Unusual legends, sightings, and history from the Black Rock Desert, Jungo, and other Northern Nevada areas.
You see them everywhere in Nevada. Some just short of becoming a mine, some not much more than a hole in the earth. In the days prior to aerial geologic surveys and various mechanized sampling systems, they were state of the art tech. It was pretty much the only way to determine if there was enough mineral at a location to mine. Some humorist named these frequent efforts, glory holes.
There wasn't anything glorious about them. They were mostly back breaking hard work. And that work done on spec, our prospectors were lucky if someone fronted them the money for the powder! The working and living conditions, by modern standards, were consistently appalling. A canvas tent, if your money was good enough, that tent had a plank floor. If not, you pretty much slept on the ground you mined. Cooking was whatever could be cooked up in a skillet or dutch oven over an open fire. You prayed your partner was a decent cook!
This picture shows a glory hole under construction. Daddy, W.W. Fisk, is
doing the brainwork. He's sampling the wheel barrow loads as they are mucked out and delivered by his son,W.S. Fisk.
He's hopeful. Prospectors by nature are an optimistic breed. He'd found enough "color" or showings to get the process underway. Then he'd organized food, rough shelter, powder, and the hand tools necessary for this project. If he'd chosen his location well, or was just damned lucky, father and son would become rich!
Not this time. The hard work and harsh living conditions only succeeded in adding another might have been mine (glory hole) to the Nevada landscape.
A Black Rock Desert Winter
Snow touches the playa softly. Almost invisible at first. A mere whisper of lighter color against the alkali. Gradually, if it's a real winter storm, the alkali disappears. Snow dominates,smoothing out angularity, softening the landscape.
The softness deceptive. All the rocks, the axle breaking little gullies are still there. And, if it's a warm snow, there is mud. Nasty mud, sinking to the hubs mud! Old timers didn't drive across the playa after storms. Too much risk. They knew their desert. Miles without a problem then suddenly spinning as they hit a stretch that hadn't frozen deeply enough. A single incident involving much digging, the rousing out of a neighbor with either a sturdy rig or a good team of horses, and just the sheer embarrassment of making such a bad, and dangerous, decision, usually trained the novice.
Winter on the Black Rock is not all difficulties and risk. It is also immensely beautiful. Stretching to the horizon, a pure sweep of unbroken snow,and so very, very quiet. The modern world occasionally interrupts, planes fly over, trains on the old Western Pacific tracks, and the open pit mine on the eastern side of the desert break the stillness.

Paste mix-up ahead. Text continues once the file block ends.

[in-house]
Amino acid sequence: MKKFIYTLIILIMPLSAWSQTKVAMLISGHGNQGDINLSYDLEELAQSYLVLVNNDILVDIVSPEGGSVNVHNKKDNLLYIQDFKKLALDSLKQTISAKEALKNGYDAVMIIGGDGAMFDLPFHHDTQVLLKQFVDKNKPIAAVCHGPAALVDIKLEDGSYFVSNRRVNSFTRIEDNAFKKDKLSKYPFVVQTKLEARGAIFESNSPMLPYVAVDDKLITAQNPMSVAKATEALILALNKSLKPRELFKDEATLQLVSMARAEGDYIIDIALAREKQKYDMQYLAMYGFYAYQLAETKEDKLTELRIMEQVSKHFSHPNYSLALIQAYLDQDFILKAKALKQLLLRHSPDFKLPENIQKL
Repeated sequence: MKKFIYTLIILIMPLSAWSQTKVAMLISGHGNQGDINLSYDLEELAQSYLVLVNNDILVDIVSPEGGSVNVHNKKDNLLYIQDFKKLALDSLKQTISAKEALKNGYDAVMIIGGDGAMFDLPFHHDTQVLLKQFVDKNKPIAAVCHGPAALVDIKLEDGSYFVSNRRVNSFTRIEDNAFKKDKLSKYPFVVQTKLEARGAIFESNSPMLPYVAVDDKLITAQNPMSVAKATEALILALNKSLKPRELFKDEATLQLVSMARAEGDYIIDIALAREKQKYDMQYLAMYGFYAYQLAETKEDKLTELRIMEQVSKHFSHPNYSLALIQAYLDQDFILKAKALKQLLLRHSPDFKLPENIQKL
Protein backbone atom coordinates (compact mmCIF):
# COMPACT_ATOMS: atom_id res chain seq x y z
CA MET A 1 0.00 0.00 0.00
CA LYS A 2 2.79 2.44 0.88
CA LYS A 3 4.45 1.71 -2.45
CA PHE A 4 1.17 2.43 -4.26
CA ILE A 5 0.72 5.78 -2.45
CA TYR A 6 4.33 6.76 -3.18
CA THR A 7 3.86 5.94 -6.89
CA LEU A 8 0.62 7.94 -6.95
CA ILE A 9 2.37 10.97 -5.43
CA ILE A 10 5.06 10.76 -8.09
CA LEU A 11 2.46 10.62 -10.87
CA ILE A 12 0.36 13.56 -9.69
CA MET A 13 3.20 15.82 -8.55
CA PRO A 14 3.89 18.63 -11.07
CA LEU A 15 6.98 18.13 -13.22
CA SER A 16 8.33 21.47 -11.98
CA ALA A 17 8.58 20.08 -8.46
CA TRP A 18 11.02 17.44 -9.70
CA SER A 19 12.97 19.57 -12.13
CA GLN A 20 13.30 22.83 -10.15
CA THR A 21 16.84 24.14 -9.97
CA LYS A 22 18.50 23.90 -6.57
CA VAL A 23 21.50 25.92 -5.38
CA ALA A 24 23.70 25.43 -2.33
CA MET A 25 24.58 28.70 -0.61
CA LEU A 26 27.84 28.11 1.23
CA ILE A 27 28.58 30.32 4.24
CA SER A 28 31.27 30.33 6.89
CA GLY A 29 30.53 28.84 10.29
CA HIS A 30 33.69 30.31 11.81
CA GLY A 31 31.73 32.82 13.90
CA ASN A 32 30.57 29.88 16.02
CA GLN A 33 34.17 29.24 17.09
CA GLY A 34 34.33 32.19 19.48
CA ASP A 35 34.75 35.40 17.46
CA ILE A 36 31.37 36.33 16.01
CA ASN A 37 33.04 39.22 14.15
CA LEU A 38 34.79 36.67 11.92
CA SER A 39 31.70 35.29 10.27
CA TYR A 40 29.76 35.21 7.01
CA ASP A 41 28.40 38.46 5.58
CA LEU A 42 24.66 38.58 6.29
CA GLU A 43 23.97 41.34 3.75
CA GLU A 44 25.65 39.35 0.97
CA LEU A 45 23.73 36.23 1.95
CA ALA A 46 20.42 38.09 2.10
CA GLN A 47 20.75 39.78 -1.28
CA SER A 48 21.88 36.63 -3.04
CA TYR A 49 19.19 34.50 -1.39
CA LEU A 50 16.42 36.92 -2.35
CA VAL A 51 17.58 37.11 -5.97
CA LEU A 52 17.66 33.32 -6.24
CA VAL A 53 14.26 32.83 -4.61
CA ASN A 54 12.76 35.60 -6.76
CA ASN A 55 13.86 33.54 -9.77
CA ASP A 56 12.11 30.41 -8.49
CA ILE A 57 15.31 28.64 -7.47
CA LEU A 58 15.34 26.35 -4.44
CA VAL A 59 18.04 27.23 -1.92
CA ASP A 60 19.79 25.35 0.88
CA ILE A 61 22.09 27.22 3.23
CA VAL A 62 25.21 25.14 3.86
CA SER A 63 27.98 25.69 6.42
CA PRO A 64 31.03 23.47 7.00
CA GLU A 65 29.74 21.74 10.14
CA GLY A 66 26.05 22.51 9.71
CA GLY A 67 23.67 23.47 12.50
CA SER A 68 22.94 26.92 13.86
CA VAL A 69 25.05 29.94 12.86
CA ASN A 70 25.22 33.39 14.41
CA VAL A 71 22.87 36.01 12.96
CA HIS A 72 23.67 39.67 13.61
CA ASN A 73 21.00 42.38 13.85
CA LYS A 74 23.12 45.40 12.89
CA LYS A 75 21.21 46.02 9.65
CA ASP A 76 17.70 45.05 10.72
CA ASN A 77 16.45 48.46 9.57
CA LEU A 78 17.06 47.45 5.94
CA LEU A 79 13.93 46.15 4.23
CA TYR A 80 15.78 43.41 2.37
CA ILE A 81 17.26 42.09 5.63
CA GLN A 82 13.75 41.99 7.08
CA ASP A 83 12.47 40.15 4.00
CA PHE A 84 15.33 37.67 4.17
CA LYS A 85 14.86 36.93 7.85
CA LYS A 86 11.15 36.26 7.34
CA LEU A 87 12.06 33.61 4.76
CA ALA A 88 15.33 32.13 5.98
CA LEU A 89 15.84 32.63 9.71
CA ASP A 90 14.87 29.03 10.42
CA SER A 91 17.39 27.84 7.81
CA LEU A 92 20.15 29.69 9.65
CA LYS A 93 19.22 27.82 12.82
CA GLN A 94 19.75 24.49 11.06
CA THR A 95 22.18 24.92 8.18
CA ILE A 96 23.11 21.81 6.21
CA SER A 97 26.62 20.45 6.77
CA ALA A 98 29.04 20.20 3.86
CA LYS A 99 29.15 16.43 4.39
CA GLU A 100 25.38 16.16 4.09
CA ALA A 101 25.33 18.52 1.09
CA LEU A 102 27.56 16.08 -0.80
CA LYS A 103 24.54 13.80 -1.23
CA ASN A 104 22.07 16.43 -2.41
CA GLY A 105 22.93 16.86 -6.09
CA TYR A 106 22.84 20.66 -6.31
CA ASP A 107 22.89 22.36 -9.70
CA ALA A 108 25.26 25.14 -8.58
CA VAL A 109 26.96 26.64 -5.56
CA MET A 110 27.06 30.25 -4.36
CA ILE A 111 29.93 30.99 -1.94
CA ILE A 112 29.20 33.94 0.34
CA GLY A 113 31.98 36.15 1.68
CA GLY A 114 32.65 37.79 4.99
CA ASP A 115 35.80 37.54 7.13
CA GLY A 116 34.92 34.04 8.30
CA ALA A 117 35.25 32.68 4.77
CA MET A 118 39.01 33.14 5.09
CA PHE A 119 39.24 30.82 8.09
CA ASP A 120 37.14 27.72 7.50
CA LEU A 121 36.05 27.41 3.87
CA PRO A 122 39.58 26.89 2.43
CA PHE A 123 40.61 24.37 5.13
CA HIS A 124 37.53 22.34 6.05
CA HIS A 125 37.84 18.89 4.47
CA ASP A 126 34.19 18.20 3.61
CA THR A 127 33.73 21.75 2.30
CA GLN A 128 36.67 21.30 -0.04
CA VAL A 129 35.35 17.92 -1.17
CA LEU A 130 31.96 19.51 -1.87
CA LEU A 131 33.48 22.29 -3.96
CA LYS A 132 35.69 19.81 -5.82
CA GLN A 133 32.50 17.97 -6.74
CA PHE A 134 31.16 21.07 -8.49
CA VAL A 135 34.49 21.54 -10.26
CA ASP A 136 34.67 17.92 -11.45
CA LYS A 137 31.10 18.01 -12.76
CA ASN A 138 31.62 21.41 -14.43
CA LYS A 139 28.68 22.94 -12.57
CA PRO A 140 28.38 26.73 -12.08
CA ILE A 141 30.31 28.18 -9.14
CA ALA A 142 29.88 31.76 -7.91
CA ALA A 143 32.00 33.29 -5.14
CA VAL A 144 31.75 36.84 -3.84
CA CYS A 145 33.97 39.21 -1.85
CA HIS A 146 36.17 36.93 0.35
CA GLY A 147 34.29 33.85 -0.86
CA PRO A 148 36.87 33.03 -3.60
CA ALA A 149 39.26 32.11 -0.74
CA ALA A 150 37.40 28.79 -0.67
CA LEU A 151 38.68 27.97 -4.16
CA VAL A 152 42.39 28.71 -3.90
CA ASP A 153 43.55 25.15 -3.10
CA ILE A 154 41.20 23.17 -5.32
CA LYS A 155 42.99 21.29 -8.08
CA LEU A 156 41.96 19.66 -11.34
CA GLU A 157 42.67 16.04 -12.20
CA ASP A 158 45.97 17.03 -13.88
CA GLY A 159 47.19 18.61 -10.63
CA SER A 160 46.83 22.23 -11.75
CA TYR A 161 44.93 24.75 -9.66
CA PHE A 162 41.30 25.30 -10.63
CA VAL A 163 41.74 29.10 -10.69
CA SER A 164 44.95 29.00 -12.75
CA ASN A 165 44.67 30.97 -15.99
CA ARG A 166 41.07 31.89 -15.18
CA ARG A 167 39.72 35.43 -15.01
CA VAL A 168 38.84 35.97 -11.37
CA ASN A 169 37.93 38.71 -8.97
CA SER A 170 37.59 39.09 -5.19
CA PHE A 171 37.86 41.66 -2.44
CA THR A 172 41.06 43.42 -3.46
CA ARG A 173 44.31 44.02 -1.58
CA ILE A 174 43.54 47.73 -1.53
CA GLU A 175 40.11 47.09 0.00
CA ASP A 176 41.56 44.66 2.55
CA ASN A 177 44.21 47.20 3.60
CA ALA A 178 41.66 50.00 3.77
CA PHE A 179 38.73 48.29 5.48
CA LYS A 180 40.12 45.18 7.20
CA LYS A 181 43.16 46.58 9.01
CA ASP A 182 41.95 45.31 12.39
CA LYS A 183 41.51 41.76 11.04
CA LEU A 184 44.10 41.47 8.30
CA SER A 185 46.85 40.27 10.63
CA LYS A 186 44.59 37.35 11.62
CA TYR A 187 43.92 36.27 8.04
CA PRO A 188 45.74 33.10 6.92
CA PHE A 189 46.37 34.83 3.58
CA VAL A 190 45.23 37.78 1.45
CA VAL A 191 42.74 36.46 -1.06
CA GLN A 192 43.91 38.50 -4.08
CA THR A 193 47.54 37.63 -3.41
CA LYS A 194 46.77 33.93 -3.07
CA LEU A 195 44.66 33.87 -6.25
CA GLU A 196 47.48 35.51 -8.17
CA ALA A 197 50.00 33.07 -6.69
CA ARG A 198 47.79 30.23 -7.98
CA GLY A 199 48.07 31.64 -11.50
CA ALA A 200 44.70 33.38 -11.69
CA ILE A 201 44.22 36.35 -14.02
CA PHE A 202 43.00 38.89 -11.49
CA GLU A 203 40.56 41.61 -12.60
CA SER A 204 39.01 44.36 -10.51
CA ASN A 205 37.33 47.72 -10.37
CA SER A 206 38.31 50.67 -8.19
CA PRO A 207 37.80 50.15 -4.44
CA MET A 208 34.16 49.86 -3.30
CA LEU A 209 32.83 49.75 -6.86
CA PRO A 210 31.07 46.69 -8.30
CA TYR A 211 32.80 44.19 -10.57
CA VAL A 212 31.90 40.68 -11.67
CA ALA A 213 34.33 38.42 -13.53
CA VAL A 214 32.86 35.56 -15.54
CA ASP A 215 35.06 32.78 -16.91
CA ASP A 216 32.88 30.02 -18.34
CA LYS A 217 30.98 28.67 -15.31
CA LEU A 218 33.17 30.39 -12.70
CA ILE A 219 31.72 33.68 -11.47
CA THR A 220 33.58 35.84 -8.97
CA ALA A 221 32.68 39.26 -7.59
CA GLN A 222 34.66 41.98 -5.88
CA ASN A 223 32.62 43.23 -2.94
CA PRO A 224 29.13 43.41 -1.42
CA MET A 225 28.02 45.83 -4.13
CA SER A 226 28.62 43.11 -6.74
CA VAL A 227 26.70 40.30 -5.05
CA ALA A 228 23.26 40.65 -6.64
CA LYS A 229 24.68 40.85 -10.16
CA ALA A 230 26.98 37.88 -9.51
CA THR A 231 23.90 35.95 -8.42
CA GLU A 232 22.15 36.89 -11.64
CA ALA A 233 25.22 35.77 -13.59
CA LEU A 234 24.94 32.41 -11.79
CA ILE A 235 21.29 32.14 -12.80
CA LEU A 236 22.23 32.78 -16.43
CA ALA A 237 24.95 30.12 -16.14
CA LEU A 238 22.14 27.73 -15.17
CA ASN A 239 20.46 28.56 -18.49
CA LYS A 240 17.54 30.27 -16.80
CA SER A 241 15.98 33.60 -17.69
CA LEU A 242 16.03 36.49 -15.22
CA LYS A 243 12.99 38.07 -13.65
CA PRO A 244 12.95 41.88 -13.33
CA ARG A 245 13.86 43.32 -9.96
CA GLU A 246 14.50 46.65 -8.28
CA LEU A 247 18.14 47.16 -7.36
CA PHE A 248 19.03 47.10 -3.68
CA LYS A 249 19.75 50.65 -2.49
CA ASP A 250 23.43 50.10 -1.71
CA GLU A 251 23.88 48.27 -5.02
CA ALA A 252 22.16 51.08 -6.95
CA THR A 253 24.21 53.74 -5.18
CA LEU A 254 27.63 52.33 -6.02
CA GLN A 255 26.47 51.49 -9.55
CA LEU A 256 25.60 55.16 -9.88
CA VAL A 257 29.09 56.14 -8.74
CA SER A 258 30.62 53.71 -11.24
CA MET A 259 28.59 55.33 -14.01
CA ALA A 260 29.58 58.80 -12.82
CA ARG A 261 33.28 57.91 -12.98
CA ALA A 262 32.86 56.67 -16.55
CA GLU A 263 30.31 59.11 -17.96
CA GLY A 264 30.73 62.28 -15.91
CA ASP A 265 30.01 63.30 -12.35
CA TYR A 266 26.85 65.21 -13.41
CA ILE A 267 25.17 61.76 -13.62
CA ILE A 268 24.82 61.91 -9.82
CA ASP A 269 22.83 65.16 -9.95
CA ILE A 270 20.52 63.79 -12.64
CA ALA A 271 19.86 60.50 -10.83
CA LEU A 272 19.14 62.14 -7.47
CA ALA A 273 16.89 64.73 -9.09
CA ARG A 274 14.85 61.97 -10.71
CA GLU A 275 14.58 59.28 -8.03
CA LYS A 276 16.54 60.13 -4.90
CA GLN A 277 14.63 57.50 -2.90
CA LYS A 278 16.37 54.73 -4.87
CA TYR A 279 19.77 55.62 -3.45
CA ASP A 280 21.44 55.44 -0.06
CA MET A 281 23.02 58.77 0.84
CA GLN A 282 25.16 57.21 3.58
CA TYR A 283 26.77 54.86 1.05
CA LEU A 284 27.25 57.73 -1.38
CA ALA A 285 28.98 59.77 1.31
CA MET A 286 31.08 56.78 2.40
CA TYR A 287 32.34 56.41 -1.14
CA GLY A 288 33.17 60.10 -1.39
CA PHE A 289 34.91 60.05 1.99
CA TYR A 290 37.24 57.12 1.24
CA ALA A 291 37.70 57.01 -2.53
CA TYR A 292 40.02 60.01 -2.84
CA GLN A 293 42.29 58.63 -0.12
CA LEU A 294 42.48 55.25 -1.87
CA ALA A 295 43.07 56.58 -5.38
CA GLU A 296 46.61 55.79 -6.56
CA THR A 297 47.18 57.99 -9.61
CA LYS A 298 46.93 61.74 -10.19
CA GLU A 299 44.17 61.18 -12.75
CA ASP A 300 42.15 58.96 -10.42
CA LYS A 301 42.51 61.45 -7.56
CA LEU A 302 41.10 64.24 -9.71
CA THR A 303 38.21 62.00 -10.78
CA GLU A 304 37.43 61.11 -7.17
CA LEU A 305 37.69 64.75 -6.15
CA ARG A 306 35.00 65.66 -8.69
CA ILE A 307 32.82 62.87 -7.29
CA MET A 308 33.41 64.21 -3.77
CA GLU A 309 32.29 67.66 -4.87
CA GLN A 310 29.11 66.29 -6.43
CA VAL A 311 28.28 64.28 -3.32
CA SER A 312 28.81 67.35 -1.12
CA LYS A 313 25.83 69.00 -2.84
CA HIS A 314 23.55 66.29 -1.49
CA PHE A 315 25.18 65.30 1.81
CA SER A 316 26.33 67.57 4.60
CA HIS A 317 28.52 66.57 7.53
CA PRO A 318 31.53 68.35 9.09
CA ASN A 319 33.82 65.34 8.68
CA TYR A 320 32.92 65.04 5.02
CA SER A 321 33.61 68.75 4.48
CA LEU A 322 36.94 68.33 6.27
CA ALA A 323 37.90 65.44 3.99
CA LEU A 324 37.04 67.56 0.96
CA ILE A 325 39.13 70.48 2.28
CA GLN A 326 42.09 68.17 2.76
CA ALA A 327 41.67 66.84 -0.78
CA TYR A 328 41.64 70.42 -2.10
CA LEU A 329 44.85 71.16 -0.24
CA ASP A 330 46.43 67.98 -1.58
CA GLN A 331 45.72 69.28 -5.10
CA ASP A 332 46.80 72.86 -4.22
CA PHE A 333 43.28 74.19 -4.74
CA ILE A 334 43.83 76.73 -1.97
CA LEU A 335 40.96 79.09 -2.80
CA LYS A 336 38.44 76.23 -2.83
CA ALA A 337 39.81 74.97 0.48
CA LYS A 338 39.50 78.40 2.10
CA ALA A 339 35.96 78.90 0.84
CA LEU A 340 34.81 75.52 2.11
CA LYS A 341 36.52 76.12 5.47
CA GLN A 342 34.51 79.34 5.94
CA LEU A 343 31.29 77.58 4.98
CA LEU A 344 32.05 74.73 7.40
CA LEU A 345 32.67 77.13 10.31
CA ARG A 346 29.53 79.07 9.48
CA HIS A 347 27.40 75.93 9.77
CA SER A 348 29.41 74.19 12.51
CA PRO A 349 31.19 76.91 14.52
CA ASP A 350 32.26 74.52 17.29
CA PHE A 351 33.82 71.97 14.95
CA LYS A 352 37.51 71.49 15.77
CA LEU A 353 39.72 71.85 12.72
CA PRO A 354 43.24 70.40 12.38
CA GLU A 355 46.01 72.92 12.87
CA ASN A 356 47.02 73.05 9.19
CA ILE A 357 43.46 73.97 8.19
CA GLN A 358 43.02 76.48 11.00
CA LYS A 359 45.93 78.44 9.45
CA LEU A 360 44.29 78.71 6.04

But only a little. The desert absorbs most of the sound. It dampens it down to a deep hum that blends with the constant breezes that twist through the Sage and Rabbit brush. Together manmade sound and natural play an abstract, and constantly changing symphony across thousands of acres of open land.
As beautiful as it is, as enticing, it is safer to contemplate a desert winter in your mining cabin, or ranch house. Preferably by a nicely burning wood stove with a steaming cup of coffee close to hand. Settled inside, warm, the sound the snow makes against your windows not the harbinger of danger, but only an accent note, a counterpoint to your comfort.
The Great Austin Balloon Ascension
This photo was taken about 1900 at Austin Nevada. It's the Fourth of July and the celebration organizers wanted something out of the the ordinary. They got it!
Although balloon ascensions were common enough in cities at the time, they were rare in small town Nevada. What markers were called in, what favors granted by the celebration organizers is not known. Just that their efforts were successful.
One of the first things you notice about these turn of the century balloon ascensions is the size of their ground crews. They were used to control the beast while the air inside was heated. Most of them were local volunteers. What a memory this event must have made for them!
During these years this was flight. The first fixed wing flights (with any control) were three years in the future. To have the magic of flight in your small town was the equivalent of the space shuttle landing on main street now.
Every man or boy in town wanted to be part of that ground crew. And everybody wanted to be one of the handful of lucky
passengers who actually got to climb into the wicker basket and float, even for a few brief minutes, above their town. Passengers were mostly limited to men and boys. Proper young ladies were not permitted to ascend. Only female circus performers, or other females of doubtful reputation, were allowed.
It wasn't all social mores, it was dangerous. Accidents at balloon ascensions were common. The balloonists had just switched over to propane gas and gas burners to heat the air. Prior to that they used an unstable and much more dangerous combination of alcohol spirits and straw. Even with the switchover to a better technology the balloons were prone to catch fire. Newspapers from these years report several instances of explosions, injury, and even death, at balloon ascensions.